Monday, July 1, 2013

My First-hand Experience with China's Most Successful Technology Transfer Campaign (better than hacking)

There's no doubt that China is on an aggressive technology acquisition track and has been for 20+ years. Way too much emphasis has been placed on the vacuuming of data from U.S. companies through targeted attacks (otherwise known by the marketing buzzword "APT"). That's actually a terribly inefficient way to conduct the scale of tech transfer that China needs and a lot of the data that gets scooped up has low value, which is partly why I believe that hacker groups from many different countries (including China) are the main instigators behind those attacks rather than the PLA or a Foreign Intelligence Service. Small scale hacker groups are like burglars breaking into peoples' houses. They take as much as they can carry and then try to fence the goods for whatever they can get.

The Chinese government has crafted a much more elegant, legal, and precise way to obtain the exact type of technology that they need. They offer tax incentives and access to the biggest market in the world to U.S. companies who open their Research and Development centers in China. To date, over 1200 companies have taken China up on that offer including Boeing, Microsoft, Dell, Cisco, Intel, GE and many, many more. Part of the deal is that these U.S. companies must hire a percentage of Chinese engineers, who stay for a year or two; learn everything they can about the technology of interest, and then leave to work for a Chinese national champion firm or state-owned enterprise.

Here's a recap of my own first-hand experience with this process. As I've mentioned before, Taia Global has a product in development called Chimera. We are building the world's first and largest commercial database of adversary states' research and development priorities, focusing on technologies that are U.S. export-controlled. These represent the creme de la creme of targets for acts of industrial and cyber espionage. I've been searching for a data scientist with a background in document-matching. Being an ex-Microsoft employee, I started with the Microsoft Research website and learned that almost all of the researchers working on NLP and Search topics are at Microsoft Asia (in Beijing). I identified a couple of researchers in the precise field that I was looking for and sent email introductions to both. It turned out that both had left Microsoft Research and went to work for Huawei's internal R&D lab.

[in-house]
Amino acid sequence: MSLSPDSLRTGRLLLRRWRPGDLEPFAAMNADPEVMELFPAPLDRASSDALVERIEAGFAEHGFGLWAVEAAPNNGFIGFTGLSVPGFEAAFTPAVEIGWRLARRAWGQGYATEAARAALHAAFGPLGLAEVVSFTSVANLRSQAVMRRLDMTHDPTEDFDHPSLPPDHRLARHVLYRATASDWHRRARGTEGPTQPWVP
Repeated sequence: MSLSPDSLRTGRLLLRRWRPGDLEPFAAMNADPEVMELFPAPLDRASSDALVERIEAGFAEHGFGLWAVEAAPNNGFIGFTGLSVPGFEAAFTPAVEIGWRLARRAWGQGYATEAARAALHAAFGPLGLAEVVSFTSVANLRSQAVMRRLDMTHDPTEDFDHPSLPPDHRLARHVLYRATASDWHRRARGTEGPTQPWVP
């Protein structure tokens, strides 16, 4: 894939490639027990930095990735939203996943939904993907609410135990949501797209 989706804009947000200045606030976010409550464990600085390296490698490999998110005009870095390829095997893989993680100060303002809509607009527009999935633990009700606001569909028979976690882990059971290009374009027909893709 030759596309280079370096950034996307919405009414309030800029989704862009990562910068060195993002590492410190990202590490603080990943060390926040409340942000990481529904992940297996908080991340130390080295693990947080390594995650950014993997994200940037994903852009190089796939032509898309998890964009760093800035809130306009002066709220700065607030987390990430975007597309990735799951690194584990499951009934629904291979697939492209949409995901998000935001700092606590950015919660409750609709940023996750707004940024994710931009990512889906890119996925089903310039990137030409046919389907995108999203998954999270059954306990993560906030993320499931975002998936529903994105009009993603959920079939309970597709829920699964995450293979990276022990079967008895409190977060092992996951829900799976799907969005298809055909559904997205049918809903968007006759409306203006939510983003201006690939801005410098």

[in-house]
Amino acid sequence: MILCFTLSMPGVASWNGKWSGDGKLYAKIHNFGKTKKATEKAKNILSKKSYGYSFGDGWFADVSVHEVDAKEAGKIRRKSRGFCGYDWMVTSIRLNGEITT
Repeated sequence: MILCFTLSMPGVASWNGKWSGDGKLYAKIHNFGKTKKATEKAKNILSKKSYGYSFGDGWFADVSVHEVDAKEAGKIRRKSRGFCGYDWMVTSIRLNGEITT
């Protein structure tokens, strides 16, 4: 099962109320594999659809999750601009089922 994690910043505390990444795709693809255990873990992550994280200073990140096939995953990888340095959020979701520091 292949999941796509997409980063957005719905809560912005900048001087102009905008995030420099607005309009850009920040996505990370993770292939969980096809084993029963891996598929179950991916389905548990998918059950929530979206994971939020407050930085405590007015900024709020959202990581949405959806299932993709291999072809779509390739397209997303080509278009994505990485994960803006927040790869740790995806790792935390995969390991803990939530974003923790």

The U.S. government fueled by testimony from InfoSec industry experts can complain about Spear Phishing, APT, and Chinese hackers day-in and day-out but that won't begin to address the much more serious problem of how so many top U.S. firms willingly give their intellectual property away for the promise of cheap research costs and lucrative access to a massive Chinese market. What complaining about the Chinese government hacking U.S. corporations will do is keep the conversation in a politically advantageous zone and away from the political minefield that represents US companies exporting their R&D overseas. If you're looking to blame someone for the estimated $300 billion in IP loss that the U.S. suffered last year, start by taking a hard, honest look at what U.S. companies are willing to risk in order to do business in China.

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1 comment:

  1. A wonderfully articulate piece. I really enjoyed taking a different stand on the APT. So much focus is on the PLA this and China government that, does no one think that vacuuming up information is one thing; able to get the right information, translate it accordingly, and see if its any value is very time consuming. We are told that China just doesn't target the U.S. but many other countries as well. That means China must have specific language expertise in specific fields (engineering, manufacturing, science R & D). People generally just shrug off that little fact. You hit the nail on the head - what's the risk businesses are willing to put up with doing business in China? That's the main point that needs to be addressed.

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